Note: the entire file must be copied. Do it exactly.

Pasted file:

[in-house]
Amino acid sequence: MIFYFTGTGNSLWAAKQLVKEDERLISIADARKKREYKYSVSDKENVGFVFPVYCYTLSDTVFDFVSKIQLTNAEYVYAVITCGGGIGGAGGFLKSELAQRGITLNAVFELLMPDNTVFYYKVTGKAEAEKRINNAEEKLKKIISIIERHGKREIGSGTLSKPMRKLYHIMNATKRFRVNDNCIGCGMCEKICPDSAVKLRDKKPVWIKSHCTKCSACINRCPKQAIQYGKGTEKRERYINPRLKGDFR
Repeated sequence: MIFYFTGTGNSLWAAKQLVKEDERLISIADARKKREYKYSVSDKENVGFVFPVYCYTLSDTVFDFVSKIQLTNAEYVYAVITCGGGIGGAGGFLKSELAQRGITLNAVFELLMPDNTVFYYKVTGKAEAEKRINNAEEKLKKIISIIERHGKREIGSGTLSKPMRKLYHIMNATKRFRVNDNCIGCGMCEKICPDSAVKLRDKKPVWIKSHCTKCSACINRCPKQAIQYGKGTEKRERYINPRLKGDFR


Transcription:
[in-house]
Amino acid sequence: MIFYFTGTGNSLWAAKQLVKEDERLISIADARKKREYKYSVSDKENVGFVFPVYCYTLSDTVFDFVSKIQLTNAEYVYAVITCGGGIGGAGGFLKSELAQRGITLNAVFELLMPDNTVFYYKVTGKAEAEKRINNAEEKLKKIISIIERHGKREIGSGTLSKPMRKLYHIMNATKRFRVNDNCIGCGMCEKICPDSAVKLRDKKPVWIKSHCTKCSACINRCPKQAIQYGKGTEKRERYINPRLKGDFR
Repeated sequence: MIFYFTGTGNSLWAAKQLVKEDERLISIADARKKREYKYSVSDKENVGFVFPVYCYTLSDTVFDFVSKIQLTNAEYVYAVITCGGGIGGAGGFLKSELAQRGITLNAVFELLMPDNTVFYYKVTGKAEAEKRINNAEEKLKKIISIIERHGKREIGSGTLSKPMRKLYHIMNATKRFRVNDNCIGCGMCEKICPDSAVKLRDKKPVWIKSHCTKCSACINRCPKQAIQYGKGTEKRERYINPRLKGDFR